When I did start playing basketball in high school, all of a sudden people started talking about Michael Thompson in all the [newspaper] write-ups. […] So every time they’d write my name they’d go, Mike Thompson. And my name is Michael.

Now I understand Mike is short for Michael, but I wanted to be known as Michael, so I said, ‘How can I get them to stop calling me Mike?’ I’ll tell you what, I’ll change the spelling of my name so that way, and I figured I wanted to make it kind of a unique name, so people know it’s me, cause there are a million Michaels out there, it’s one of the most popular names there is.

So I figured, ok, just [so that] everybody knows that it’s me when I write Michael Thompson, I started writing M-y-c-h-a-e-l, nah, M-y-k-a-e-l, nah I don’t like that one, M-y-c-h-a-l, oh that looks cool, I’ll just go with that. So I started signing my name that way and to make it legal, I actually had to go back home [to the Bahamas] and change my name legally to Mychal.

All three of Mychal’s uniquely named sons — Mychel (different spelling; “I didn’t want him to be a junior”), Klay, and Trayce — now play professional sports. In fact, much of the recent usage of “Klay” is in California, where Klay Thompson has been playing for the Golden State Warriors since 2011.

Mychal admitted that his eldest son doesn’t like that his name is often mispronounced Michelle, but also noted that, while Mychel is “always complaining about it, […] he’s never changed it back to the original spelling.”

What are your thoughts on the baby name Mychal? Do you like the spelling?

Sources: Mychal Thompson – Wikipedia, Lakers Nation Special Feature, Part 1: Getting to Know Mychal Thompson [vid]

The Arrival of Laryssa

laryssa, tv, the doctors, karen werner, baby name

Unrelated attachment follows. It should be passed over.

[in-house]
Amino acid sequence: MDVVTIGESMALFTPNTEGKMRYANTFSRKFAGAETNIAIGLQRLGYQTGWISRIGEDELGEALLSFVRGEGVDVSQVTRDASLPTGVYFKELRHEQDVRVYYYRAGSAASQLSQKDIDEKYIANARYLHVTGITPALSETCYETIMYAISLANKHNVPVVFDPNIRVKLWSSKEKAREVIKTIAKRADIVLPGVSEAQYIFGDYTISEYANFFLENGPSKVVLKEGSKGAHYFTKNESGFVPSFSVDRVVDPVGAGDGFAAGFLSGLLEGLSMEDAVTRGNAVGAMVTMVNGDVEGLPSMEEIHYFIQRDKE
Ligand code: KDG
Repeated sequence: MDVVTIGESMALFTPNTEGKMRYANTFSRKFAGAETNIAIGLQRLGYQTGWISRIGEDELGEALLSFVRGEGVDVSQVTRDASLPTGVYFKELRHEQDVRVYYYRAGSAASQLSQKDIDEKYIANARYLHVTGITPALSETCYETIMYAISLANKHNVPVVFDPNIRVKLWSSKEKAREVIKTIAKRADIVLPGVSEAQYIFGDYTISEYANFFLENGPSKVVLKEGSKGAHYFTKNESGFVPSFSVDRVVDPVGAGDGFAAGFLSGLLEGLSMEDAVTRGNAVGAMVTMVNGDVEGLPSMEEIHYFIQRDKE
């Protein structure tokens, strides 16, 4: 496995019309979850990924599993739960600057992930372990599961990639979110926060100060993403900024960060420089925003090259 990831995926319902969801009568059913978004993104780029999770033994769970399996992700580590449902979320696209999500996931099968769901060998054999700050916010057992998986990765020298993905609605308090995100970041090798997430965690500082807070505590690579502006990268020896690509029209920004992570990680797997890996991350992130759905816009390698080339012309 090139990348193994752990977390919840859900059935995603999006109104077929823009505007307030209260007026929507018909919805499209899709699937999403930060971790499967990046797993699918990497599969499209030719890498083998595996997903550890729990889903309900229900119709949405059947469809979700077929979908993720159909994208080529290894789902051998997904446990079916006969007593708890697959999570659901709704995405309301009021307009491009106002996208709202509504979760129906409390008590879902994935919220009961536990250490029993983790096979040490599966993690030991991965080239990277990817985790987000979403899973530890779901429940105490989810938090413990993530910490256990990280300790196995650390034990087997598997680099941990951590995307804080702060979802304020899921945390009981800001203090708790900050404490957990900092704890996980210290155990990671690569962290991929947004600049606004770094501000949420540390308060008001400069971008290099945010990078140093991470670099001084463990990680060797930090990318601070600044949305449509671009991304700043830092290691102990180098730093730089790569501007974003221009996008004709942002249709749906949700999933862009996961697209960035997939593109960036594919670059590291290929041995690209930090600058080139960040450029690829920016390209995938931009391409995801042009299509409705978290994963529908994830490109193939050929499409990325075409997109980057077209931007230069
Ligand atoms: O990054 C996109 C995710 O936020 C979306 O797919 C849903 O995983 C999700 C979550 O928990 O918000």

Laryssa Lauret as Dr. Karen Werner

The name Laryssa debuted in the U.S. baby name data in 1968, when it was suddenly given to nearly 70 baby girls:

  • 1971: 12 baby girls named Laryssa
  • 1970: 7 baby girls named Laryssa
  • 1969: 22 baby girls named Laryssa
  • 1968: 67 baby girls named Laryssa [debut]
  • 1967: unlisted
  • 1966: unlisted

It was the name that debuted most impressively that year, and it went on to rank as one of the biggest girl-name debuts of all time.

The less-common variant Lyrissa debuted the same year, and the more-common variants Larissa and Larisa both saw higher around the same time. (Larissa jumped into the top 1,000 for the first time in 1967, in fact.)

What’s the reason?

An actress featured on the popular TV soap opera The Doctors (1963-1982). Laryssa Lauret played character Dr. Karen Werner, who was introduced in 1967 and had a heavy German accent. One writer later described the character as “the resident Teutonic trouble-maker.”

Laryssa Lauret, an American actress of Ukrainian descent, was born Larysa Kukrycka in Warsaw in 1939. She was raised in Austria for a time, then finished her schooling in New York. She shares her name with a martyr, a nymph and various ancient Greek cities. According to this Greek-English Lexicon, the meaning of the name is “citadel.”

The Doctors also influenced the usage of at least two other baby names:

  • Carolee saw a jump in usage in 1968, the year after actress Carolee Campbell originated the role of like-named character Carolee Simpson, R.N.
  • Sindee re-entered the data in 1963, the year actress Sindee Ann Richards appeared on the show for 5 sequential episodes as “Jennie.”

But getting back to Laryssa…do you like the name? How do you prefer to spell it?

Source: “Ukrainian Actress to Appear in TV Show.” Ukrainian Weekly 15 Jan. 1978: 4.

P.S. Sindee was put on the onomastic map in the 1950s by a baby-related news story.